A Wising Up Citizen/Scholar Report Charles D. Brockett, PhD
In his first days and weeks in office President Joe Biden issued a series of executive orders reversing many of the highly controversial immigration policies of his predecessor, Donald Trump. He also sent to Congress an ambitious comprehensive immigration reform. His legislative proposal represents a sharp break with the prior administration. It is ambitious not only because of its scope but also given the failures of the three preceding administrations to gain approval for their immigration legislative initiatives. Will President Biden succeed where they failed?
Current public preferences concerning immigration provide sound guidance for the construction of a resilient compromise on many aspects of the 2021 immigration debate. These include legalization of the status of both the “Dreamers” (young people brought to the country without authorization when they were children) as well as the millions more of adult undocumented immigrants. Given the political reality that the Democrats’ control of both chambers of Congress is so slim, other reforms supported by the public provide opportunities for the compromises necessary to gain approval of a comprehensive immigration reform. These include enhanced border security (but not the wall along the border with Mexico) and changes to policy governing legal immigration, such as leaning away from family unification toward a more merit-based system and better limiting overall immigration levels.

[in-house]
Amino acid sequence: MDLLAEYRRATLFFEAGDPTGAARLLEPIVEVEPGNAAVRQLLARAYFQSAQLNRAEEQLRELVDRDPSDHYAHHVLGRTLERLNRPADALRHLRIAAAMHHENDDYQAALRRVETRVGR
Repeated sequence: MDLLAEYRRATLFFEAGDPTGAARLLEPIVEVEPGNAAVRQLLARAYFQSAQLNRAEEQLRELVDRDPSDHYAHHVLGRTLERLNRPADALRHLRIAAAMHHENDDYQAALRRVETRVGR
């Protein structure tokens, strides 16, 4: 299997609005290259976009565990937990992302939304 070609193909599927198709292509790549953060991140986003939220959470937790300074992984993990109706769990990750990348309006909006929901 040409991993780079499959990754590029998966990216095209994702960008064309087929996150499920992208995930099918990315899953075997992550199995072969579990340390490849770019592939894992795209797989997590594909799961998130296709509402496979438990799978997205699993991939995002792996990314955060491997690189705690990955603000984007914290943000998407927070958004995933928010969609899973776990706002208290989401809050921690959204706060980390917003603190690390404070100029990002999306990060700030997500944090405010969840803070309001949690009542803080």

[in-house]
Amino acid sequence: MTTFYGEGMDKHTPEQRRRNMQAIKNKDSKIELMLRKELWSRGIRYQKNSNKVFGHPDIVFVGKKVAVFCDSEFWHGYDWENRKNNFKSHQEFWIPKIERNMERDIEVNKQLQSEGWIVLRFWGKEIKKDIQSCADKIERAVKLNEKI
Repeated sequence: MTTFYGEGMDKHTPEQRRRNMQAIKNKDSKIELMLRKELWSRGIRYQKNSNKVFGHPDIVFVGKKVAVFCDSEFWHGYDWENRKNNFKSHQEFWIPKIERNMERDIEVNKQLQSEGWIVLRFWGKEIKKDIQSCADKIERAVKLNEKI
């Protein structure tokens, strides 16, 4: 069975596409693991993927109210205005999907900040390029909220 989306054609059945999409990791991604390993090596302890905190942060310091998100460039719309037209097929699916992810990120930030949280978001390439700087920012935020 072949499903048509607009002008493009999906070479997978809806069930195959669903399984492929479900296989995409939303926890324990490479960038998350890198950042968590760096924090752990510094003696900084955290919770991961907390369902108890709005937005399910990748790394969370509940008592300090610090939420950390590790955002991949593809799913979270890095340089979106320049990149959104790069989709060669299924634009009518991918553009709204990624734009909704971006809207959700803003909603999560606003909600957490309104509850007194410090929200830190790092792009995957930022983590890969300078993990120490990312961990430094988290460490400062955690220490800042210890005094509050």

President Biden and Prospects for Immigration Reform draws on the results of a wide variety of questions asked of the public about immigration across the broadest time spans possible, in some cases stretching over decades. These results are presented in 21 easily read graphs, many of which extend into late 2019 and some through 2020. This report also relates these trends in public opinion to their broader context, such as the successful immigration reforms of 1965 and 1986 and the failures during the administrations of George W. Bush, Barack Obama, and Donald Trump. The often sharp differences between Democrats and Republicans that are portrayed through the report highlight the difficulties that face compromise in this area. But it can be done if we let the public show the way.
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